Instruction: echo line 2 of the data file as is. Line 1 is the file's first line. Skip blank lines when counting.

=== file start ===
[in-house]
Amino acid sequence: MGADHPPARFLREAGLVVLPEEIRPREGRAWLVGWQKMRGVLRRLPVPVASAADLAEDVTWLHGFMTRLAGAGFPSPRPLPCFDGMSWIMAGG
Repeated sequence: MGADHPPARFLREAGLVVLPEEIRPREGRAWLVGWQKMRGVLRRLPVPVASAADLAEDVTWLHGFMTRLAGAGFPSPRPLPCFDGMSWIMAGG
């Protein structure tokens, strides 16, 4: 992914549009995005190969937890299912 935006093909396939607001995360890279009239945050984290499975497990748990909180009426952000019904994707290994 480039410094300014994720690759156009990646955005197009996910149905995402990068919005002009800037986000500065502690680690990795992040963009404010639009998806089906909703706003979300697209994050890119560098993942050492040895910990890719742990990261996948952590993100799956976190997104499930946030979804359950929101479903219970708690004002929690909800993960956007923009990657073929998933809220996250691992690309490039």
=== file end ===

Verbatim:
Amino acid sequence: MGADHPPARFLREAGLVVLPEEIRPREGRAWLVGWQKMRGVLRRLPVPVASAADLAEDVTWLHGFMTRLAGAGFPSPRPLPCFDGMSWIMAGG